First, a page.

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RT. REV. SAMUEL HORSLEY, LL.D. AND F.R.S.
LORD BISHOP OF ROCHESTER, &C.
PRINTED AND PUBLISHED BY
GEORGE CAWTHORN, BRITISH LIBRARY, NO. 132, STRAND ;
ROW; J. HATCHARD AND J. WRIGHT, PICCADILLY; P. KILL, EDINBURGH ;
AND ALL TUE BOOKSEILERS IN TOWN AND COUNTRY.
FROM the extent of our History of Politics and Literature, our
Biography must necessasily exhibit sketches instead of finished pictures. But should our outlines be approved, we intend to fill them up afterwards; and shall esteem.ourselves extremely obliged to any of the friends of the subjects, or to any other gentlemen acquainted with their lives, for communications.
In a work, of which the greater part is devoted to history, we think we cannot commence our Biography more properly than with an eminent historian.
It might be expected that as a subject for biography, Mr. Ilume, as an historian, would prevede any other, even without any reference to comparative merit; Lecause he, of our British historians, published first; but as he has given a sketch of his own life, an account of him must in many respects be a repetition of what has been alieady written. We shall, therefore, begin with an account of
William Robertson was born at the parsonage house of Borthwick, Dear Dalkeith, in 1721. His father, a resectable clergyman, and leained in that species of knowledge which occupied the chief attention of Scotch divines in the earlier part of this century, was called to be one of the ministeis of the city of Edinburgh, in the Old Greyfriars church. At the High-School William received his classical education, and thence removed to the University of the same place. During his contintrance at College, a circunstance happered which tended to stimulate the exertion of his powers. Young men, some originally belonging to the same seminary, others from different Colleges, having formed a connection, instituted a small society for li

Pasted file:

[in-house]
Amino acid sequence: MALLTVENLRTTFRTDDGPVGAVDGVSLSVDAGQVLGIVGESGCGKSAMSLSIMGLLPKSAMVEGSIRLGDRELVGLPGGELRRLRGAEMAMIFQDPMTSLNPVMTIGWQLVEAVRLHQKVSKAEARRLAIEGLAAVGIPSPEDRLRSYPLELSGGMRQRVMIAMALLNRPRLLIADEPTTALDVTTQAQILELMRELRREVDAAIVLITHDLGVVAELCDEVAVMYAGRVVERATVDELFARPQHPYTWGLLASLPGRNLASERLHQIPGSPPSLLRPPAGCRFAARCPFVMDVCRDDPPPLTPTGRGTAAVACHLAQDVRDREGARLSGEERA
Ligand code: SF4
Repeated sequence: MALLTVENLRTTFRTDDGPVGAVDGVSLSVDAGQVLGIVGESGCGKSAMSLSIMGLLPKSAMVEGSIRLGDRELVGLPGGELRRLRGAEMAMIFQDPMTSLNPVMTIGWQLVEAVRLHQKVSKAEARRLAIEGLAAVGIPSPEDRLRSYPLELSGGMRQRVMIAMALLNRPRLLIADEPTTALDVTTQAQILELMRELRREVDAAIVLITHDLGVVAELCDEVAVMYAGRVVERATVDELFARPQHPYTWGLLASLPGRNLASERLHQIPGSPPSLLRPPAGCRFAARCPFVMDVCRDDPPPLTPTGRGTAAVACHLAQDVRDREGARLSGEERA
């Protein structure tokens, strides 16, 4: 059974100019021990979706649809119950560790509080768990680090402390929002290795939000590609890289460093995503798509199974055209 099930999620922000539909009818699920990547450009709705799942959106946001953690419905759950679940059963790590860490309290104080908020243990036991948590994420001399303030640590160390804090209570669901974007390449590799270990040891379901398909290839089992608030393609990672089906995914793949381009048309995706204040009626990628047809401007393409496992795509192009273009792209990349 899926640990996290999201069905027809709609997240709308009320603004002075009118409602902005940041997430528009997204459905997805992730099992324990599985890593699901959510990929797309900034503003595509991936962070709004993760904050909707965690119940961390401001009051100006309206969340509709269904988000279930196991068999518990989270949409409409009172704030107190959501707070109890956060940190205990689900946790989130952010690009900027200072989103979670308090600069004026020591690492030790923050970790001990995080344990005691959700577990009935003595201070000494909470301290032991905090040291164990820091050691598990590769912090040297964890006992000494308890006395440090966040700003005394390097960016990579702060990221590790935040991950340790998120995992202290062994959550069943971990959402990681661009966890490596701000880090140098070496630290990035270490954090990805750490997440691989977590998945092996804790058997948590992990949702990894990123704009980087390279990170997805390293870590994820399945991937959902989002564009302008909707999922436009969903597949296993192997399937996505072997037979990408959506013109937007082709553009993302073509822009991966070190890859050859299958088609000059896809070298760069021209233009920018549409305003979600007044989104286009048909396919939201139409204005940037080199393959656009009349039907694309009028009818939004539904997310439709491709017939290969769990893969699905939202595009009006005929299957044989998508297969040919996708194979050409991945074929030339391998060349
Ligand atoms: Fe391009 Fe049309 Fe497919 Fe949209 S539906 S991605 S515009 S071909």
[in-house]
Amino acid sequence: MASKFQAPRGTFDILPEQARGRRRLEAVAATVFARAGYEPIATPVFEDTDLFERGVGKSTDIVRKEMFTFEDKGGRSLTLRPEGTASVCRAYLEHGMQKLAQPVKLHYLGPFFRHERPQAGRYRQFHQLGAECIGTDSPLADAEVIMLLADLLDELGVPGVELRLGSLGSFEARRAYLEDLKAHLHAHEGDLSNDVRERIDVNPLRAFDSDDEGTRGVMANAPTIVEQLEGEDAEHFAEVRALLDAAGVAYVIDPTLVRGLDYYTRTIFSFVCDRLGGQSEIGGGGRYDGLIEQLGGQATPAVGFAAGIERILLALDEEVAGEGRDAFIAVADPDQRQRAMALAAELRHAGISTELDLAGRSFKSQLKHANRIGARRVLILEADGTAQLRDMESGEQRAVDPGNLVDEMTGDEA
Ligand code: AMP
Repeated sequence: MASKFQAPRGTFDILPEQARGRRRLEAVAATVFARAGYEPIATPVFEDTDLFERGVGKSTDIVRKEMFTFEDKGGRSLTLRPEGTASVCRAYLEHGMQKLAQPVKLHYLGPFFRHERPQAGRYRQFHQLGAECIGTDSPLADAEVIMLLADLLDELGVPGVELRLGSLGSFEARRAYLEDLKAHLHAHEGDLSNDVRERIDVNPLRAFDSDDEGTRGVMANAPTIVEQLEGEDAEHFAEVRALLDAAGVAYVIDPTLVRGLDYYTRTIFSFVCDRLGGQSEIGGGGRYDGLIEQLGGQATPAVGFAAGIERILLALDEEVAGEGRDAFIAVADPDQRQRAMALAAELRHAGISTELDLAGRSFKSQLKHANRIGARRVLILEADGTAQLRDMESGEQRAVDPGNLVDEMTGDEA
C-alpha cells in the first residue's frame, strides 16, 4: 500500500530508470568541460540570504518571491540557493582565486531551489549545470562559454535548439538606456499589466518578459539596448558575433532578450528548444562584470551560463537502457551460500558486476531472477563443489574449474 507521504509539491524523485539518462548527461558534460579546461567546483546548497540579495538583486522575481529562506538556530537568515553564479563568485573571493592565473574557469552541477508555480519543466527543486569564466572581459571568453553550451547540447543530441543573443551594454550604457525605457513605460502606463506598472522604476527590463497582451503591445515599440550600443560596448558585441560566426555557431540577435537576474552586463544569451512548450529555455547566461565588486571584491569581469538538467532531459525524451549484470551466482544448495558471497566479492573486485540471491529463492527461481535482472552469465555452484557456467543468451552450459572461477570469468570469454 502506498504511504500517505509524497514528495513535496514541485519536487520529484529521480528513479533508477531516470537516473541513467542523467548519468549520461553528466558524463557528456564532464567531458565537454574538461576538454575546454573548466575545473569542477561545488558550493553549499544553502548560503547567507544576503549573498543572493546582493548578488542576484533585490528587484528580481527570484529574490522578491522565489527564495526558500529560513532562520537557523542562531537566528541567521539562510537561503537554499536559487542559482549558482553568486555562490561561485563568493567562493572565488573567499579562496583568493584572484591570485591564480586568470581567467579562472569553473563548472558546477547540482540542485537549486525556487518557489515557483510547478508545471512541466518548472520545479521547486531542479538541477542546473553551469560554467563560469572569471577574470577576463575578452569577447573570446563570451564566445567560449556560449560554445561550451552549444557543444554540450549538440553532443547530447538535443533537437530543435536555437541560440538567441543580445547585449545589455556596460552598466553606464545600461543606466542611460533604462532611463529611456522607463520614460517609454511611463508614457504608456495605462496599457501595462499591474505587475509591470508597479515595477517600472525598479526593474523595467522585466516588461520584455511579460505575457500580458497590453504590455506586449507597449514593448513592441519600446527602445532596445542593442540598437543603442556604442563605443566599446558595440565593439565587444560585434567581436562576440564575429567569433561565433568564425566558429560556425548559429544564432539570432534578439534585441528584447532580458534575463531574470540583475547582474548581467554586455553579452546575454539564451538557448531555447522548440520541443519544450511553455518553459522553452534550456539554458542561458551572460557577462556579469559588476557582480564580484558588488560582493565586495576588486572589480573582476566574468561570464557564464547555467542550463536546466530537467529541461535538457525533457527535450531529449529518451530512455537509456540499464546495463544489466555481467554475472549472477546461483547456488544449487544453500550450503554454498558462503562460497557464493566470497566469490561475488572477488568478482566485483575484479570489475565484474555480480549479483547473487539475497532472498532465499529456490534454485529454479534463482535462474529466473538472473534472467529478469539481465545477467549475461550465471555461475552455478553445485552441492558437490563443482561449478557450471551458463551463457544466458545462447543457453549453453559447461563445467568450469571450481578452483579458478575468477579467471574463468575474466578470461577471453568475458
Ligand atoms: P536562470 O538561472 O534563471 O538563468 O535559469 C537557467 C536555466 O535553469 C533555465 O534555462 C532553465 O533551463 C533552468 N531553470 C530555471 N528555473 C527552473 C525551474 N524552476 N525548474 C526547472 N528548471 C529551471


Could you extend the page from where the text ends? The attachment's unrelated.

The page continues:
A Life of him, written by Mr. Dugald Stewart, is said 10 be ready for the press. From the genius, erudition, and profound philosophy of that gentleman, and from his masierly delineation of the intellectual and moral life and character of Dr. Adam Smith, we may expect, in his Life of Robertson, a most valuable accession to literary biography.